Google has just posted its financial results for the fourth quarter of 2012, and if you had any doubt that Google would come out alright then you can lay them to rest. The company posted revenues of $14.4 billion for the quarter, a 36% year-on-year increase since 2011. That was enough to turn a profit of $2.9 billion on the quarter, and it put Google up over $50 billion in revenue for the year, a number that the company has never been able to boast before today.
Motorola, owned by Google but operating as a separate entity, added an additional $1.51 billion to Google’s coffers, but that was all it added. Financial woes continued for the OEM as it lost $353 million for the quarter, and we can’t imagine the numbers for the entirety of the year are opposite that trend. Google mainly purchased Motorola Mobility for its extensive library of mobile patents, a library which the software giant felt was worth $12.5 billion.
Google was originally rumored to sell Motorola’s hardware business off and retain nothing but the patents, but since the acquisition has closed the company has only showed the desire to sell the set-top box side of things. Google’s influence over Motorola will be a lot more meaningful in 2013 if recent rumors are to be believed.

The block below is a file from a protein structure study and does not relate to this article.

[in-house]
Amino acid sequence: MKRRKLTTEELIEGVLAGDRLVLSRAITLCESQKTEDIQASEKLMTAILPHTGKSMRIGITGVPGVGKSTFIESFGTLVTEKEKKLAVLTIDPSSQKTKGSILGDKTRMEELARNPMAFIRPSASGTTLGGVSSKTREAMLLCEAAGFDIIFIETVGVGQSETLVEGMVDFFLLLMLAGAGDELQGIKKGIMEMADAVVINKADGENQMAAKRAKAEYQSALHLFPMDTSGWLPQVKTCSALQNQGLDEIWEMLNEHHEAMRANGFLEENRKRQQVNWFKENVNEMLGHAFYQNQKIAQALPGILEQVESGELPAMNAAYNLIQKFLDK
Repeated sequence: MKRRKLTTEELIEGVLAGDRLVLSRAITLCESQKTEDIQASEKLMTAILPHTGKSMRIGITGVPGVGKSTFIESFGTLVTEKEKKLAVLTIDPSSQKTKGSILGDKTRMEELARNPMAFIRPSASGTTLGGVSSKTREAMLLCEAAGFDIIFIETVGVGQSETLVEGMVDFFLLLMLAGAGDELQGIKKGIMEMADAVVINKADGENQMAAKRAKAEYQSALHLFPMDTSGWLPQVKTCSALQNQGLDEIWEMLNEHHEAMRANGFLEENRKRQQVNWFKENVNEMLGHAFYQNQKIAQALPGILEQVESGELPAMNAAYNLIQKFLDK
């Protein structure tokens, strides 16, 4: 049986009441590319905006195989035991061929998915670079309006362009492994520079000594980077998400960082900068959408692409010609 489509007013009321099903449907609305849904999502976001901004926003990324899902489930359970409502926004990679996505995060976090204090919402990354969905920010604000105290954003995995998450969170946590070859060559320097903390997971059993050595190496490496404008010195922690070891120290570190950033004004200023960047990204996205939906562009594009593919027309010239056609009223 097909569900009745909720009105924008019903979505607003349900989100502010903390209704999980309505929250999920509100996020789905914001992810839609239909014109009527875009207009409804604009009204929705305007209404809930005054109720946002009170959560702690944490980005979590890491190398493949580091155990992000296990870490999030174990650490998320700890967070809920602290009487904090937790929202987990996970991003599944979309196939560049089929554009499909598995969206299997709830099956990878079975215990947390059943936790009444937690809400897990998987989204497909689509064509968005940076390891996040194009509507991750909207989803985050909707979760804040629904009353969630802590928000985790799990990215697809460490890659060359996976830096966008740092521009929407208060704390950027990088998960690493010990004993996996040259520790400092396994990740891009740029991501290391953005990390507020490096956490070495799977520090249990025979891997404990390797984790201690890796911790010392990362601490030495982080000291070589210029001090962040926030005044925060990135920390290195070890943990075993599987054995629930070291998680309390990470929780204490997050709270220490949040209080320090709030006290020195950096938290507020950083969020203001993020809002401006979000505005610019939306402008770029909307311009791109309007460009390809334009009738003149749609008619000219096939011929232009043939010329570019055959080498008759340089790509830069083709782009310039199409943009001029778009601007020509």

The two companies are said to be working together on the “X Phone,” a powerful device that might be sold via all carriers in the Google Play Store with stock Android and the ability to uninstall bloatware. In the earnings call, Google’s Patrick Pichette confirmed what we already knew in regards to its ability to get more hands-on with Motorola’s product cycle: typical development cycles last 12-18 months.
This meant that before Google could get to have some fun of its own, Motorola had to get through other devices being prepared for the likes of Sprint, Verizon, AT&T and various others in the international markets. Add in the time it would take for a new phone to go all the way from an early technological fetus in research and development to something of prototypical or even marketable form, and you can see why we aren’t seeing the other, more tangible fruits of Google’s expensive purchase until now.
We’ll see if their plans for 2013 will be enough to right the ship before too long, but we’ll have to wait for Google I/O to see if any of the aforementioned rumors are even real.
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